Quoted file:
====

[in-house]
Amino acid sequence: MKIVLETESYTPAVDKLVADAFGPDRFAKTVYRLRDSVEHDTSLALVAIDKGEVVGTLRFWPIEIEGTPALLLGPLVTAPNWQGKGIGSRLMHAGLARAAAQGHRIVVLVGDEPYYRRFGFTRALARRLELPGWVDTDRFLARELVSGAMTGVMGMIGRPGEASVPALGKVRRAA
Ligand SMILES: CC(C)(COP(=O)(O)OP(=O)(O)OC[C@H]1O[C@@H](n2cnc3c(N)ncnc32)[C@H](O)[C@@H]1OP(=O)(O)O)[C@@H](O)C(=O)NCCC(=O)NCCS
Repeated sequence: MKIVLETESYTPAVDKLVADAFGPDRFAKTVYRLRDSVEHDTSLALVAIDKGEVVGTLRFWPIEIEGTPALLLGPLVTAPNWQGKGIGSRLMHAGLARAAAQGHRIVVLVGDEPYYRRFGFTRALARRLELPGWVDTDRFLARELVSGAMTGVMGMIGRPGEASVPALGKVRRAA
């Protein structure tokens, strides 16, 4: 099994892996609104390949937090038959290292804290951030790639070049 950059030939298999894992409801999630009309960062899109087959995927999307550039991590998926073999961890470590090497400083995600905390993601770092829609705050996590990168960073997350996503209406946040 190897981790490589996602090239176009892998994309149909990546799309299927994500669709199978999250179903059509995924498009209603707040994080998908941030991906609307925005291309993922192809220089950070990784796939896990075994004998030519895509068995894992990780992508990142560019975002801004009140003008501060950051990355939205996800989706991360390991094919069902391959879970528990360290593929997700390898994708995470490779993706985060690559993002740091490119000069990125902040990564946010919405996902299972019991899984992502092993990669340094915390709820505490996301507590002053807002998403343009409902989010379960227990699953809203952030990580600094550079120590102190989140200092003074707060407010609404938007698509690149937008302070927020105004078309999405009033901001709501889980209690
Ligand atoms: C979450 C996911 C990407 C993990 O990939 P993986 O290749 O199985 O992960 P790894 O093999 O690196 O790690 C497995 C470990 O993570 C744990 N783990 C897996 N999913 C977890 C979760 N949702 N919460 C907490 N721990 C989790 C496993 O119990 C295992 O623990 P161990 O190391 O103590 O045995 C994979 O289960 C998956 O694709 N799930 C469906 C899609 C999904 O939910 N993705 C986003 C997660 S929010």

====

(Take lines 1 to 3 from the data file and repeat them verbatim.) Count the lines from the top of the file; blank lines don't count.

[in-house]
Amino acid sequence: MKIVLETESYTPAVDKLVADAFGPDRFAKTVYRLRDSVEHDTSLALVAIDKGEVVGTLRFWPIEIEGTPALLLGPLVTAPNWQGKGIGSRLMHAGLARAAAQGHRIVVLVGDEPYYRRFGFTRALARRLELPGWVDTDRFLARELVSGAMTGVMGMIGRPGEASVPALGKVRRAA
Ligand SMILES: CC(C)(COP(=O)(O)OP(=O)(O)OC[C@H]1O[C@@H](n2cnc3c(N)ncnc32)[C@H](O)[C@@H]1OP(=O)(O)O)[C@@H](O)C(=O)NCCC(=O)NCCS